9. Basak S (2000) A model of dynamic equilibrium asset pricing with heterogeneous beliefs and extraneous beliefs. J Econ Dyn Control 24:63–95CrossRefGoogle Scholar
  10. Bernanke BS, Gertler M (1989) Agency costs, net worth, and business fluctuations. Am Econ Rev 79:14–31Google Scholar
  11. Bernanke BS, Gertler M, Gilchrist S (1999) Handbook of macroeconomics. In: Taylor JB, Woodford M (eds) The financial accelerator in a quantitative business cycle framework. Elsevier, pp 1341–1393Google Scholar
  12. Blume L, Easley D (1992) Evolution and market behavior. J Econ Theory 58:9–40CrossRefGoogle Scholar
  13. Böhm V, Chiarella C (2005) Mean variance preferences, expectations formation, and the dynamics of random asset prices. Math Financ 15:61–97CrossRefGoogle Scholar
  14. Böhm V, Wenzelburger J (2005) On the performance of efficient portfolios. J Econ Dyn Control 29:721–740CrossRefGoogle Scholar
  15. Bollerslev T (1986) Generalized autoregressive conditional heteroskedasticity. J Econom 31:307–327CrossRefGoogle Scholar
  16. Bollerslev T (1990) Modelling the coherence in short-run nominal exchange rates: a multivariate generalized ARCH model. Rev Econ Stat 72(3):498–505CrossRefGoogle Scholar
  17. Bollerslev T, Engle R, Wooldridge J (1988) A capital asset pricing model with time varying covariances. J Polit Econ 96:116–131CrossRefGoogle Scholar
  18. Bos T, Newbold P (1984) An empirical investigation of the possibility of systematic stochastic risk in the market model. Journal of Business 57:35–41CrossRefGoogle Scholar
  19. Bottazzi G, Dindo P (2010) Evolution and market behavior with endogeneous investment rules. LEM and CAFED Working Paper 2010/20, Scuola Superiore Sant’Anna, Pisa, ItalyGoogle Scholar
  20. Braun P, Nelson D, Sunier A (1990) Good news, bad news, volatility and betas. J Finance 50:1575–1603CrossRefGoogle Scholar
  21. Brock W (1993) Pathways to randomness in the economy: emergent non-linearity and chaos in economics and finance. Estud Econ 8:3–55Google Scholar
  22. Brock W, Hommes C (1997) A rational route to randomness. Econometrica 65:1059–1095CrossRefGoogle Scholar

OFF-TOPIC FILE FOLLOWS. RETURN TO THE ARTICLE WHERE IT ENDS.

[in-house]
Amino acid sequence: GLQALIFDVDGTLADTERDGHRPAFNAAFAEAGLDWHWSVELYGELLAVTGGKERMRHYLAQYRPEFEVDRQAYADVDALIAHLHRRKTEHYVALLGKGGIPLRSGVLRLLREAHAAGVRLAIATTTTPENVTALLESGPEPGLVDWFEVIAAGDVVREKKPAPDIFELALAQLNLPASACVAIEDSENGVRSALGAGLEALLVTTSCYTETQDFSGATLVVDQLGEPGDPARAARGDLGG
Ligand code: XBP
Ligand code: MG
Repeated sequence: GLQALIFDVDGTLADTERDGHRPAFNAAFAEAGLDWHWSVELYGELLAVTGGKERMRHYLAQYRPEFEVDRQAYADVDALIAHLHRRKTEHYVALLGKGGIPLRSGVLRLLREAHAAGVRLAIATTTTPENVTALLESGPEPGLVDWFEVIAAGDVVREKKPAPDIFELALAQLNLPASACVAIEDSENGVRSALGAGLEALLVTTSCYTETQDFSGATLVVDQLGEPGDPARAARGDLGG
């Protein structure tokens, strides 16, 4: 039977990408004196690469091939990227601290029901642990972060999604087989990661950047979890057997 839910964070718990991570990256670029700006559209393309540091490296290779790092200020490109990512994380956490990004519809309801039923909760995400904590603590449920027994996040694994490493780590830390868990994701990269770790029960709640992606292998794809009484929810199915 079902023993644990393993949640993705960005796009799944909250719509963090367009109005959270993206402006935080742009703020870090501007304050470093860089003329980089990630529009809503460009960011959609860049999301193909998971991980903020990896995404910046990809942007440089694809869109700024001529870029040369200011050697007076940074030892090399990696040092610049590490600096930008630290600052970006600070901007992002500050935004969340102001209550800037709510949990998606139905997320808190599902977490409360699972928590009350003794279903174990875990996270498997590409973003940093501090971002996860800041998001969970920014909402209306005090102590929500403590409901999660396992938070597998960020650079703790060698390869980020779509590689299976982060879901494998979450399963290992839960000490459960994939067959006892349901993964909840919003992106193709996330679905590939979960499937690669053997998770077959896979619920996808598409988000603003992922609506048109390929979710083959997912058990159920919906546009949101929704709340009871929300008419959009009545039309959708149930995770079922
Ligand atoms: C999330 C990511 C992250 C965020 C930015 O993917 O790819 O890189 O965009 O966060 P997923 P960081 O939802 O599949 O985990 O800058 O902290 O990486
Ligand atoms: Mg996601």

23. Brock W, Hommes C (1998) Heterogeneous beliefs and routes to chaos in a simple asset pricing model. J Econ Dyn Control 22:1235–1274CrossRefGoogle Scholar
  24. Campbell J, Vuolteenaho T (2004) Bad beta, good beta. Am Econ Rev 94(5):1249–1275CrossRefGoogle Scholar
  25. Carlstrom CT, Fuerst TS (1998) Agency costs and business cycles. Econ Theory 12:583–597CrossRefGoogle Scholar
  26. Chiarella C, Dieci R, Gardini L (2005) The dynamic interaction of speculation and diversification. Appl Math Financ 12(1):17–52CrossRefGoogle Scholar
  27. Chiarella C, Dieci R, He X (2007) Heterogeneous expectations and speculative behaviour in a dynamic multi-asset framework. J Econ Behav Organ 62:402–427CrossRefGoogle Scholar
  28. Chiarella C, Dieci R, He X (2009) Heterogeneity, market mechanisms and asset price dynamics. In: Hens T, Schenk-Hoppe KR (eds) Handbook of financial markets: dynamics and evolution Elsevier, pp 277–344Google Scholar
  29. Chiarella C, Dieci R, He X (2010) A framework for CAPM with heterogeneous beliefs. In: Bischi G-I, Chiarella C, Gardini L (eds) Nonlinear dynamics in economics, finance and social sciences: essays in honour of John Barkley Rosser Jr., Springer, pp 353–369Google Scholar
  30. Chiarella C, Dieci R, He X (2011) Do heterogeneous beliefs diversify market risk?. Eur J Financ 17(3):241–258CrossRefGoogle Scholar
  31. Chiarella C, He X (2001) Asset price and wealth dynamics under Heterogeneous expectations. Quantitative Finance 1:509–526CrossRefGoogle Scholar
  32. Chiarella C, He X (2002) Heterogeneous beliefs, risk and learning in a simple asset pricing model. Comput Econ 19:95–132CrossRefGoogle Scholar